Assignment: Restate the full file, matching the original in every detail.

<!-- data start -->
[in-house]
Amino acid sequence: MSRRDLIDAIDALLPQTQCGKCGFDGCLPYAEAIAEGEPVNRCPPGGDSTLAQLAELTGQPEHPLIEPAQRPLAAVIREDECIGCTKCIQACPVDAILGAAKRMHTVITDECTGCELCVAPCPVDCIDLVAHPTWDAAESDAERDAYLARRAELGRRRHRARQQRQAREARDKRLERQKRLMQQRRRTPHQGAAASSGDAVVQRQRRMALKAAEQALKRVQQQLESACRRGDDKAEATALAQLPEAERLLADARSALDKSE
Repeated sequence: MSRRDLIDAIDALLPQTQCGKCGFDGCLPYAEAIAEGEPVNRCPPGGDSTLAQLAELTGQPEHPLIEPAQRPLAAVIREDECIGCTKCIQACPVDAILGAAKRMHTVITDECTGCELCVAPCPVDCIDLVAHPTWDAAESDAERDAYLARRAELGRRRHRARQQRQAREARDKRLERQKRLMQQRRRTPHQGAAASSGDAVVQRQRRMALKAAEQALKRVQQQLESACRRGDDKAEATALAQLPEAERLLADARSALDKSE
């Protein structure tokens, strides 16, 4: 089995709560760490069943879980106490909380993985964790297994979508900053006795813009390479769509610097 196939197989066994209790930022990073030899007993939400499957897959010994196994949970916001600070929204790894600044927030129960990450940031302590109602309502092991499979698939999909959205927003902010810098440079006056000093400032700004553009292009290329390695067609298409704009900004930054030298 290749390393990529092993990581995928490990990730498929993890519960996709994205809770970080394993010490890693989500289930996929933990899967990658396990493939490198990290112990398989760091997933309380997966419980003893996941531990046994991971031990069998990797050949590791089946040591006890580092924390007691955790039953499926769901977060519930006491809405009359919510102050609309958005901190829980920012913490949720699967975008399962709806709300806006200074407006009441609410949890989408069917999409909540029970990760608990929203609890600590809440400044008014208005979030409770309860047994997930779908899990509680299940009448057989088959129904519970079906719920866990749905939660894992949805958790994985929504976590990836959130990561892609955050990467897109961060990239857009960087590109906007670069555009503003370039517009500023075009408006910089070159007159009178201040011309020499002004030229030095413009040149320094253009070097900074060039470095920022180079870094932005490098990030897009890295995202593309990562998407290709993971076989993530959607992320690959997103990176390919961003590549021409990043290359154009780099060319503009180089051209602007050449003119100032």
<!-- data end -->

[in-house]
Amino acid sequence: MSRRDLIDAIDALLPQTQCGKCGFDGCLPYAEAIAEGEPVNRCPPGGDSTLAQLAELTGQPEHPLIEPAQRPLAAVIREDECIGCTKCIQACPVDAILGAAKRMHTVITDECTGCELCVAPCPVDCIDLVAHPTWDAAESDAERDAYLARRAELGRRRHRARQQRQAREARDKRLERQKRLMQQRRRTPHQGAAASSGDAVVQRQRRMALKAAEQALKRVQQQLESACRRGDDKAEATALAQLPEAERLLADARSALDKSE
Repeated sequence: MSRRDLIDAIDALLPQTQCGKCGFDGCLPYAEAIAEGEPVNRCPPGGDSTLAQLAELTGQPEHPLIEPAQRPLAAVIREDECIGCTKCIQACPVDAILGAAKRMHTVITDECTGCELCVAPCPVDCIDLVAHPTWDAAESDAERDAYLARRAELGRRRHRARQQRQAREARDKRLERQKRLMQQRRRTPHQGAAASSGDAVVQRQRRMALKAAEQALKRVQQQLESACRRGDDKAEATALAQLPEAERLLADARSALDKSE
């Protein structure tokens, strides 16, 4: 089995709560760490069943879980106490909380993985964790297994979508900053006795813009390479769509610097 196939197989066994209790930022990073030899007993939400499957897959010994196994949970916001600070929204790894600044927030129960990450940031302590109602309502092991499979698939999909959205927003902010810098440079006056000093400032700004553009292009290329390695067609298409704009900004930054030298 290749390393990529092993990581995928490990990730498929993890519960996709994205809770970080394993010490890693989500289930996929933990899967990658396990493939490198990290112990398989760091997933309380997966419980003893996941531990046994991971031990069998990797050949590791089946040591006890580092924390007691955790039953499926769901977060519930006491809405009359919510102050609309958005901190829980920012913490949720699967975008399962709806709300806006200074407006009441609410949890989408069917999409909540029970990760608990929203609890600590809440400044008014208005979030409770309860047994997930779908899990509680299940009448057989088959129904519970079906719920866990749905939660894992949805958790994985929504976590990836959130990561892609955050990467897109961060990239857009960087590109906007670069555009503003370039517009500023075009408006910089070159007159009178201040011309020499002004030229030095413009040149320094253009070097900074060039470095920022180079870094932005490098990030897009890295995202593309990562998407290709993971076989993530959607992320690959997103990176390919961003590549021409990043290359154009780099060319503009180089051209602007050449003119100032």